FinCEN Director Discusses COVID-19 Fraud Schemes, Suspicious Activity Reports

By Daniel Bethencourt and Valentina Pasquali

U.S. financial institutions have filed more than 91,000 SARs on potentially illicit payments related to the novel coronavirus pandemic since February, Ken Blanco, director of the Financial Crimes Enforcement Network, said Tuesday.

The bureau has also received “hundreds of inquiries” related to anti-money laundering compliance issues during the pandemic, including questions about the Paycheck Protection Program, or PPP, a $669 billion federal relief package designed to help struggling businesses pay their employees, Blanco told attendees of the ACAMS Virtual Las Vegas Conference.

Federal prosecutors have charged at least 57 people with attempting to steal at least $175 million from the PPP. FinCEN has published three guidance documents to help private institutions combat pandemic-related financial crime: a May 18 advisory on medical fraud, a July 7 notice on increased money-mule activity and a July 30 release on COVID-19 cybercrime.

But Blanco provided new details about pandemic-related compliance efforts Tuesday. The most common scheme identified among the 91,000 SARs involved fraudsters using stolen identities and money mules to obtain and launder funds from state or federal benefit programs, including via ACH [Automated Clearing House] transactions, he said.

Banks and other depository institutions filed 64,000 of the 91,000 pandemic-related SARs since February, while credit unions filed another 14,000 and money remitters submitted 4,000. Around 1,500 of the reports originated from securities firms and 600 came from the gaming industry, Blanco said.

Fraudsters have purchased complete packages of stolen personal information from online vendors, who often include instructions on how to use them to commit fraud, said Blanco. Conspirators also used social media and dark web chat rooms to recruit money mules and “discuss direct attacks on states with weaker controls.”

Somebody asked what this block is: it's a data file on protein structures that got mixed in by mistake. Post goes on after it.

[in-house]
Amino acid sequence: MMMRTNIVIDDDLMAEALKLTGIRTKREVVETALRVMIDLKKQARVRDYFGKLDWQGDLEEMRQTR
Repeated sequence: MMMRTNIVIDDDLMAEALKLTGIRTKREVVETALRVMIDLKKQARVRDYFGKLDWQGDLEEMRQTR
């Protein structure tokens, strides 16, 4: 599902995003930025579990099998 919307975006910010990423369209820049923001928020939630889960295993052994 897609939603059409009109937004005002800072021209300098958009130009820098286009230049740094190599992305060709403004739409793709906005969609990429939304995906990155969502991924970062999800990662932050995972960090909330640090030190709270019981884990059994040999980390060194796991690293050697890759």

Blanco urged compliance officers to describe potential fraud schemes in as much detail as possible in the SARs they file, starting with naming the government program that may have been affected. In addition to the PPP, fraudsters have also targeted the EIDL, or Economic Injury Disaster Loan program. Both are administered by the Small Business Administration.

“Different law enforcement teams are investigating fraud in the different government programs, and vague references to ‘stimulus’ or ‘CARES Act’ or ‘benefit’ in SARs hinder our ability to get the information into the hands of the right team,” he said. “The more specific you are in your SAR narrative, the faster it will get to the right investigators.”

The Justice Department has appointed a team of prosecutors to coordinate investigations into healthcare fraud, including attempts to gouge the price of medical equipment, and tasked a second team with handling pandemic-related schemes against the elderly, Blanco said Tuesday.

He separately urged representatives of the financial services industry to weigh in on the bureau’s proposal to explicitly require that banks and other regulated institutions build “effective and reasonably designed” anti-money laundering programs that significantly help law enforcement.

But he did not comment on the FinCEN Files, a trove of 2,100 SARs obtained by BuzzFeed News on more than $2 trillion in suspicious transactions over a nearly 20-year period ending in 2017.

Sources told ACAMS that the leak may prompt lenders to file more SARs of a defensive nature to avoid appearing ineffective. Others said that rather than underscore a broad failure by banks to identify money laundering, the reports confirm that U.S. investigations into the activity have been stifled by a lack of resources.

The bureau has mostly responded to the FinCEN Files by warning that disclosing a SAR is a federal crime.

Financial institutions have long complained that the thousands of SARs they submit each year seemingly disappear into a “black hole” and elicit only scattered feedback from law enforcement, Sen. Mark Warner (D-VA), said during a separate session of the conference Tuesday.

A raft of proposed reforms to the U.S. anti-money laundering regime, currently pending in Congress under an umbrella bill, the Corporate Transparency Act, would go some length towards fixing those issues by disbursing more funds to FinCEN, expanding current data-sharing provisions and bolstering the bureau’s cyber defenses, the lawmaker said.

The CTA, like its companion Senate bill, the ILLICIT CASH Act, which Warner has sponsored, would also task FinCEN with building and administering a database of corporate beneficial-ownership information.

Consideration of the CTA is slated for November.

Contact Daniel Bethencourt at and Valentina Pasquali at

Topics : Anti-money laundering , Counterterrorist Financing , Know Your Customer
Source: U.S.: FinCEN
Document Date: September 29, 2020